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Iron Horse, stagehands in contract standoff

  • Members of the International Alliance of Theatrical Stage Employees (IATSE) Local 53 (Springfield) and 232 (Northampton Amherst) joined members of the Iron Horse Entertainment Group employees bargaining unit in a protest outside of E-S Sports in Holyoke on Wednesday. Eric Suher owns both IHEG and E-S Sports.<br/>KEVIN GUTTING

    Members of the International Alliance of Theatrical Stage Employees (IATSE) Local 53 (Springfield) and 232 (Northampton Amherst) joined members of the Iron Horse Entertainment Group employees bargaining unit in a protest outside of E-S Sports in Holyoke on Wednesday. Eric Suher owns both IHEG and E-S Sports.
    KEVIN GUTTING Purchase photo reprints »

  • This is a flyer handed out by members of the International Alliance of Theatrical Stage Employees (IATSE) Local 53 (Springfield) and 232 (Northampton Amherst) and members of the Iron Horse Entertainment Group employees bargaining unit during a protest outside of E-S Sports in Holyoke on Wednesday. Eric Suher owns both IHEG and E-S Sports.<br/>KEVIN GUTTING

    This is a flyer handed out by members of the International Alliance of Theatrical Stage Employees (IATSE) Local 53 (Springfield) and 232 (Northampton Amherst) and members of the Iron Horse Entertainment Group employees bargaining unit during a protest outside of E-S Sports in Holyoke on Wednesday. Eric Suher owns both IHEG and E-S Sports.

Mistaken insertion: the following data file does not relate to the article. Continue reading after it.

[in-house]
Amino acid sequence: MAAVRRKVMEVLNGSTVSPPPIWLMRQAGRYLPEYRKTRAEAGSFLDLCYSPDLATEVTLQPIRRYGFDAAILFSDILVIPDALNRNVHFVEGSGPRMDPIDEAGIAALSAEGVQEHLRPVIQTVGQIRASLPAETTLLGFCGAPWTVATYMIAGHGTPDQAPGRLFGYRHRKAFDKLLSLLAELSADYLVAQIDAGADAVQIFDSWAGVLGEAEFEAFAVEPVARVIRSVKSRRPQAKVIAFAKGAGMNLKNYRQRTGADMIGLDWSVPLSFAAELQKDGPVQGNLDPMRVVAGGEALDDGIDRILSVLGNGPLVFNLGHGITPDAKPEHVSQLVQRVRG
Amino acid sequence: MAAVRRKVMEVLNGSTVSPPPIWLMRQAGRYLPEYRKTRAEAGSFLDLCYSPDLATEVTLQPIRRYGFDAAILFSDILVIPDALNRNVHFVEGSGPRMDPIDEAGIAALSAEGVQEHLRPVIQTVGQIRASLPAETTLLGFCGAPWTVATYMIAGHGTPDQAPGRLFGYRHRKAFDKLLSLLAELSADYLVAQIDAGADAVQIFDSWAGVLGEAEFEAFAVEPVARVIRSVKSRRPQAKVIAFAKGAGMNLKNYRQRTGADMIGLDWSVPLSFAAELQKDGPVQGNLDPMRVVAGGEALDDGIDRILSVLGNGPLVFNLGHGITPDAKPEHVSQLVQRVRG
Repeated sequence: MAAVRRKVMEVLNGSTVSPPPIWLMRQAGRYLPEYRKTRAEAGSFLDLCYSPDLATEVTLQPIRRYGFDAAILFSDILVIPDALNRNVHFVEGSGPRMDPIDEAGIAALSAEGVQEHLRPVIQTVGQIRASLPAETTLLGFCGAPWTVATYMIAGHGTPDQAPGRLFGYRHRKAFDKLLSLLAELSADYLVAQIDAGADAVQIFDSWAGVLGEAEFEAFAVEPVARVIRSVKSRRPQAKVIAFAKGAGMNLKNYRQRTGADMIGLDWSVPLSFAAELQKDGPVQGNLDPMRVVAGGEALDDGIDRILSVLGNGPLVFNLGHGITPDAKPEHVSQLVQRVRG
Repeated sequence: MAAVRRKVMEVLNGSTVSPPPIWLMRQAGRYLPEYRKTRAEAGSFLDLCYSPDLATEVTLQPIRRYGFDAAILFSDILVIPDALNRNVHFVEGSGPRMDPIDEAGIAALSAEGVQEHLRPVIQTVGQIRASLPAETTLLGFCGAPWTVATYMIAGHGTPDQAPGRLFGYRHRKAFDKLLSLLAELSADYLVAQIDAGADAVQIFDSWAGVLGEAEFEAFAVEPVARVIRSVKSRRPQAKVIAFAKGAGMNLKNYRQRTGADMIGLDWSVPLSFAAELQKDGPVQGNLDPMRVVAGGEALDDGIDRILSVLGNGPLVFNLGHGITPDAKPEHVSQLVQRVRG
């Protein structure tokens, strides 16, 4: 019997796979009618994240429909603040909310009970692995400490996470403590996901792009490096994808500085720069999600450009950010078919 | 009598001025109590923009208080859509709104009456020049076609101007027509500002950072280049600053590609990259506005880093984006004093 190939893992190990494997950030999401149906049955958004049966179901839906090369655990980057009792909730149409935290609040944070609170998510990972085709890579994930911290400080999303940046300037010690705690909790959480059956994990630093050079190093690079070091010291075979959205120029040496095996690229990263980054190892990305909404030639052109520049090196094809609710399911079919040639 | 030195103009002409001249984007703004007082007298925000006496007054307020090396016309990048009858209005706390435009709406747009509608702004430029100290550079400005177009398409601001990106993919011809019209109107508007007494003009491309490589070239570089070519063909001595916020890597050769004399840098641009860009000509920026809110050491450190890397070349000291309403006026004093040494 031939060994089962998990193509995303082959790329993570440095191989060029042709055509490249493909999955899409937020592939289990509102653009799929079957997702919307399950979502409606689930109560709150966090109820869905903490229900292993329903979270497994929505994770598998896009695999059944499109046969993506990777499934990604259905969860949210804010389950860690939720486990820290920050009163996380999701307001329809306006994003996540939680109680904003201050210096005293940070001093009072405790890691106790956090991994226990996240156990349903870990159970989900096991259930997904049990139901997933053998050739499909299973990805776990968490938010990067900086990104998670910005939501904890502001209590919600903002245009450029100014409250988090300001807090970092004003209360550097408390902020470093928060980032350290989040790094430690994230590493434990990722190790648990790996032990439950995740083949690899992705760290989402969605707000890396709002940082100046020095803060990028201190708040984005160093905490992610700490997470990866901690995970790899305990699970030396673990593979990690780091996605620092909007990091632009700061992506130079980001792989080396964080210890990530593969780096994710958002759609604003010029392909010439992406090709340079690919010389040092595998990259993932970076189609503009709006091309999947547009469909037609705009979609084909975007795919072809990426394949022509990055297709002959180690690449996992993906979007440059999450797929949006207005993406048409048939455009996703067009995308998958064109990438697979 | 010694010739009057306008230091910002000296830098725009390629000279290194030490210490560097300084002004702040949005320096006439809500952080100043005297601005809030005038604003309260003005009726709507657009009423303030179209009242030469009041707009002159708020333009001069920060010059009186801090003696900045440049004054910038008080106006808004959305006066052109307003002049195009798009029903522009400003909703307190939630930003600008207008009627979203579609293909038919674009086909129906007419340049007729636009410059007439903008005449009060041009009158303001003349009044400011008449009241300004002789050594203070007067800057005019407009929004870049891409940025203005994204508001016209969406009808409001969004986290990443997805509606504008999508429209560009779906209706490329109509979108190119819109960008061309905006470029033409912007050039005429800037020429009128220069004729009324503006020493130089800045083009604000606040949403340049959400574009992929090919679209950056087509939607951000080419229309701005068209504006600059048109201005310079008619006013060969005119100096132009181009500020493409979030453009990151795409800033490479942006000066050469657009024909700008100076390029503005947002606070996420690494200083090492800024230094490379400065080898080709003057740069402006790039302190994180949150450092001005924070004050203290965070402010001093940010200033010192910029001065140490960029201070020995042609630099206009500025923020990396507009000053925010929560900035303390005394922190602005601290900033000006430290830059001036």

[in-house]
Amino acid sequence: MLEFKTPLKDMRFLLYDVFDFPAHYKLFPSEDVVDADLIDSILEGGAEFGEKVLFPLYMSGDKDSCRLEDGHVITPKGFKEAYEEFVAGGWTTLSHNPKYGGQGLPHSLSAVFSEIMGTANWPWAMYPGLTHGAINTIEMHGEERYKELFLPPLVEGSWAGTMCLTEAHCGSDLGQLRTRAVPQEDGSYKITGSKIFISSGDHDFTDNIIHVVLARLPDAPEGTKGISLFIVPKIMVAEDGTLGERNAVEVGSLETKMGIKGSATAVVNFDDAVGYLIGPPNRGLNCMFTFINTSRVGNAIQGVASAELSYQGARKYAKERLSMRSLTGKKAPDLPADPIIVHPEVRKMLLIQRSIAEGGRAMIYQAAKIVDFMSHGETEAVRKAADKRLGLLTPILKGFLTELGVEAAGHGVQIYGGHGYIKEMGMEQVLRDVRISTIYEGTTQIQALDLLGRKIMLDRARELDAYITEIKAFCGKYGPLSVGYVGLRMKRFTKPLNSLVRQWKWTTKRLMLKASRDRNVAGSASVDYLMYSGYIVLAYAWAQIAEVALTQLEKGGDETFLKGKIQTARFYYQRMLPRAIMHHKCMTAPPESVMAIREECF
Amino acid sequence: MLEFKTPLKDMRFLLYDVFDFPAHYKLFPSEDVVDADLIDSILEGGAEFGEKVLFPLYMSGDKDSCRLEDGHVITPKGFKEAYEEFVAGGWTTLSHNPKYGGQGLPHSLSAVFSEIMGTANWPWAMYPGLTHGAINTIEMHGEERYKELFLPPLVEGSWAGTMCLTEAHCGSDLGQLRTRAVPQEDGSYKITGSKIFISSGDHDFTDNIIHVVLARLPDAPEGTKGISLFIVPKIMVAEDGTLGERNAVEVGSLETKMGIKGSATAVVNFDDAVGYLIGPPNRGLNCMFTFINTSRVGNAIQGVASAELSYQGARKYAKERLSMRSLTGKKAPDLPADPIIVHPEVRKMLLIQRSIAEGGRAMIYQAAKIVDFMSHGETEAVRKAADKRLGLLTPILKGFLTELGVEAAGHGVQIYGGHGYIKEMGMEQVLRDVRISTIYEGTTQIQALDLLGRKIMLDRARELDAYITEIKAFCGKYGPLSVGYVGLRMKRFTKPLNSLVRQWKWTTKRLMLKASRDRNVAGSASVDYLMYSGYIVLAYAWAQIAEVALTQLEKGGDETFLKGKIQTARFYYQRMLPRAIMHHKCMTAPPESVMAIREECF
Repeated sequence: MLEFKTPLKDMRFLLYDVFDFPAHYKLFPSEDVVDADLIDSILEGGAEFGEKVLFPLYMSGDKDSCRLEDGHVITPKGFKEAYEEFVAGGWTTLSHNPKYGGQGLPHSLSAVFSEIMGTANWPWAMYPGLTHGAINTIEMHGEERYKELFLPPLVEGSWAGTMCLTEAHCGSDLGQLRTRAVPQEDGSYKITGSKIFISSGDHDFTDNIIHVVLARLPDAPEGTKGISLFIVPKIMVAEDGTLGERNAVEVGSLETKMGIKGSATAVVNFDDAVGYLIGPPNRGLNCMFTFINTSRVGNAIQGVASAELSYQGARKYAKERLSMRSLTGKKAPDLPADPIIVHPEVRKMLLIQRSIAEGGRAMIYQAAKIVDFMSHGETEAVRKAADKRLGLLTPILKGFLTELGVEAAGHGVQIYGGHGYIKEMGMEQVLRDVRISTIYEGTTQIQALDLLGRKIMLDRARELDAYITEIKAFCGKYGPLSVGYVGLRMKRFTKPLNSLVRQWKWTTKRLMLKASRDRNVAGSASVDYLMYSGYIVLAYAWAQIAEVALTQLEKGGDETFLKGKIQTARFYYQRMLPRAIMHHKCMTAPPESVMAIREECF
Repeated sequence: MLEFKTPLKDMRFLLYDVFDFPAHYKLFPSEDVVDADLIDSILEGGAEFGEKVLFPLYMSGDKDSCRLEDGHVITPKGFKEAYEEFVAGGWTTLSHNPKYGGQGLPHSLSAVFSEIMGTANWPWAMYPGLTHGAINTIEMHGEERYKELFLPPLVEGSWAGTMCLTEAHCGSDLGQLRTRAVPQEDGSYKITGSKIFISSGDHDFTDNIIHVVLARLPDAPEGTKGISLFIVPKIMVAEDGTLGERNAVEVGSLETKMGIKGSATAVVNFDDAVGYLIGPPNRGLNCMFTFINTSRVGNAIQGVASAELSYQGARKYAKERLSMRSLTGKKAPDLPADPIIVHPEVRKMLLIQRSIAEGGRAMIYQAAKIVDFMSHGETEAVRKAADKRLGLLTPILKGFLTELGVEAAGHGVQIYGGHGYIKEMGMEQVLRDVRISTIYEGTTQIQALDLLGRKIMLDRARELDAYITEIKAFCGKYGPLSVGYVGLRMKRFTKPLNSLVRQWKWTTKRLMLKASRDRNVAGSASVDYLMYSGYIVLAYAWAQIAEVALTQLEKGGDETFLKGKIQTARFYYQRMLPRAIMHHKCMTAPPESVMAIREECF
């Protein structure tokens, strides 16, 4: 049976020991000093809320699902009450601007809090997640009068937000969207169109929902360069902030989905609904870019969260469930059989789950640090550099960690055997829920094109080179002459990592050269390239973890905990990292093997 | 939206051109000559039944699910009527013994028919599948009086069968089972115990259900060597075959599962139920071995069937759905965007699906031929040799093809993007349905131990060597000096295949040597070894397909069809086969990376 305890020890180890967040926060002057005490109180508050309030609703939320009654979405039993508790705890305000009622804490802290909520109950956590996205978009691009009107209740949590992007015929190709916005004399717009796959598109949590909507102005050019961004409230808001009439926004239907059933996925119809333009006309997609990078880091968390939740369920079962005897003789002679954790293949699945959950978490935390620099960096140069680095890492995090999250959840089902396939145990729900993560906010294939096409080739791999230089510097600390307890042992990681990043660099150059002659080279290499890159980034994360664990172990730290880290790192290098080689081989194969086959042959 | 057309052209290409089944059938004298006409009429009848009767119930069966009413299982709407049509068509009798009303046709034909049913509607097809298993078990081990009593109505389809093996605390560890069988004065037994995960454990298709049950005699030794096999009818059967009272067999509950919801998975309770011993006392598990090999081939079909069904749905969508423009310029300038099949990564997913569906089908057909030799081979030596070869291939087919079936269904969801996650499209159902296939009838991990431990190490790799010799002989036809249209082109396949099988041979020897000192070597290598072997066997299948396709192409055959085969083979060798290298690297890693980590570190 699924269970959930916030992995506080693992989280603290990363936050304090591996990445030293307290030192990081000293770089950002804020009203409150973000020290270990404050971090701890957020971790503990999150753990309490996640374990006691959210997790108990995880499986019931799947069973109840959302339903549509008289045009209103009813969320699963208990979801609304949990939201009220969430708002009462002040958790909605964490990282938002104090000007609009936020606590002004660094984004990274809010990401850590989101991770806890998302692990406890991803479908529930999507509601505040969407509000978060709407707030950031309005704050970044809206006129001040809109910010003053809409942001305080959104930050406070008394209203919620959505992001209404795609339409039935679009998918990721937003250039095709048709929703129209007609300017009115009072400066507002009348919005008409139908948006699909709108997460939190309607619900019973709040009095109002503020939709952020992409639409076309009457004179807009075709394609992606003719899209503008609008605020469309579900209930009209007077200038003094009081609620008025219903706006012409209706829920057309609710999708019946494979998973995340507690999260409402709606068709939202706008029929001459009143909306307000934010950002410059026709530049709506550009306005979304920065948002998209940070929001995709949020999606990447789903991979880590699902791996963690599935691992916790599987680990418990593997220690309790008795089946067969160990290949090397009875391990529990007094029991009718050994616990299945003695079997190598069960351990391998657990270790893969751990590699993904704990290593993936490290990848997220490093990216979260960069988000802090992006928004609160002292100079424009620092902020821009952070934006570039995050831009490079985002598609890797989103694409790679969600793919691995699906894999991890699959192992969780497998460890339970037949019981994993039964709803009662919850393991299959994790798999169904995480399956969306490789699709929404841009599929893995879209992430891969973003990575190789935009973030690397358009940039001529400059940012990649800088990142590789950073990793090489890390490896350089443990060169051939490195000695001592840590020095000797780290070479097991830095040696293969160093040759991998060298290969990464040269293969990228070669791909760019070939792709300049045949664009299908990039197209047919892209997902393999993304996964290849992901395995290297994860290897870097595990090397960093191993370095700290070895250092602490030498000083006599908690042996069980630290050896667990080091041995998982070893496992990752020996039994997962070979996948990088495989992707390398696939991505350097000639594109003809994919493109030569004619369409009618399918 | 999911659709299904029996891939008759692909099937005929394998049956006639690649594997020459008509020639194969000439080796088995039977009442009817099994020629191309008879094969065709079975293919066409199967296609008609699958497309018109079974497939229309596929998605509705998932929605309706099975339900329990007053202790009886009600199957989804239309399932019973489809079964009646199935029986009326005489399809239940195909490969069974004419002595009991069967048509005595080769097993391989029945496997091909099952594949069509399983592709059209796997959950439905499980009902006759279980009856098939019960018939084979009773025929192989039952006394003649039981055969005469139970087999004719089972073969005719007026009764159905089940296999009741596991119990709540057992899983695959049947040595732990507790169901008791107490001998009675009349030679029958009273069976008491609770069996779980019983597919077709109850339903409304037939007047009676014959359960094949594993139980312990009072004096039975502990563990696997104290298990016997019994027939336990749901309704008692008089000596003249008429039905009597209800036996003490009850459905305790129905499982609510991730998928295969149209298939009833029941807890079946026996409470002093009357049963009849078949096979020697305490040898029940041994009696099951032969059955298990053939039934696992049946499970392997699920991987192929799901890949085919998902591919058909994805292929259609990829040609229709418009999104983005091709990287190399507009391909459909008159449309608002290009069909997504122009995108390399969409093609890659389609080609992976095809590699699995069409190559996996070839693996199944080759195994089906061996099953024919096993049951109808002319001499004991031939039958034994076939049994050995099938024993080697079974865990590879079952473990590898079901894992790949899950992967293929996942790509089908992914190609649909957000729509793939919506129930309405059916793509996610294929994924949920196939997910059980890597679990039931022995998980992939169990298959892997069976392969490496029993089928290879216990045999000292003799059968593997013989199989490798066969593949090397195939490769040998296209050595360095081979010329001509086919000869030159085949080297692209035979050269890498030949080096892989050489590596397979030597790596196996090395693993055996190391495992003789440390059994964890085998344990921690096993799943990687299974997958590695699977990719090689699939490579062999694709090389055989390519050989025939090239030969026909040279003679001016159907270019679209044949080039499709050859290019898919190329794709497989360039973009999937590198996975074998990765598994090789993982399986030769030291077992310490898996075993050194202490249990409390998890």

KEVIN GUTTING Purchase photo reprints »

  • Members of the International Alliance of Theatrical Stage Employees (IATSE) Local 53 (Springfield) and 232 (Northampton Amherst) joined members of the Iron Horse Entertainment Group employees bargaining unit in a protest outside of E-S Sports in Holyoke on Wednesday. Eric Suher owns both IHEG and E-S Sports.<br/>KEVIN GUTTING
  • This is a flyer handed out by members of the International Alliance of Theatrical Stage Employees (IATSE) Local 53 (Springfield) and 232 (Northampton Amherst) and members of the Iron Horse Entertainment Group employees bargaining unit during a protest outside of E-S Sports in Holyoke on Wednesday. Eric Suher owns both IHEG and E-S Sports.<br/>KEVIN GUTTING

Sticking points in contract negotiations include wages, benefits and hiring practices, according to people on both sides of the table. If the sides reach agreement, this would be the first contract brokered between IHEG and the International Alliance of Theatrical Stage Employees (IA), which in March of last year won the right to represent IHEG stagehands.

The union represents many of the Iron Horse group’s contracted stagehands when they are employed by other venues. These freelance stagehands say they are seeking to be paid at Iron Horse gigs at close to the same pay scale they get for other area jobs.

“You get tired of getting paid less than you’re worth,” said Amber Tanudjaja, a unionized stagehand with four years’ experience working in the Valley.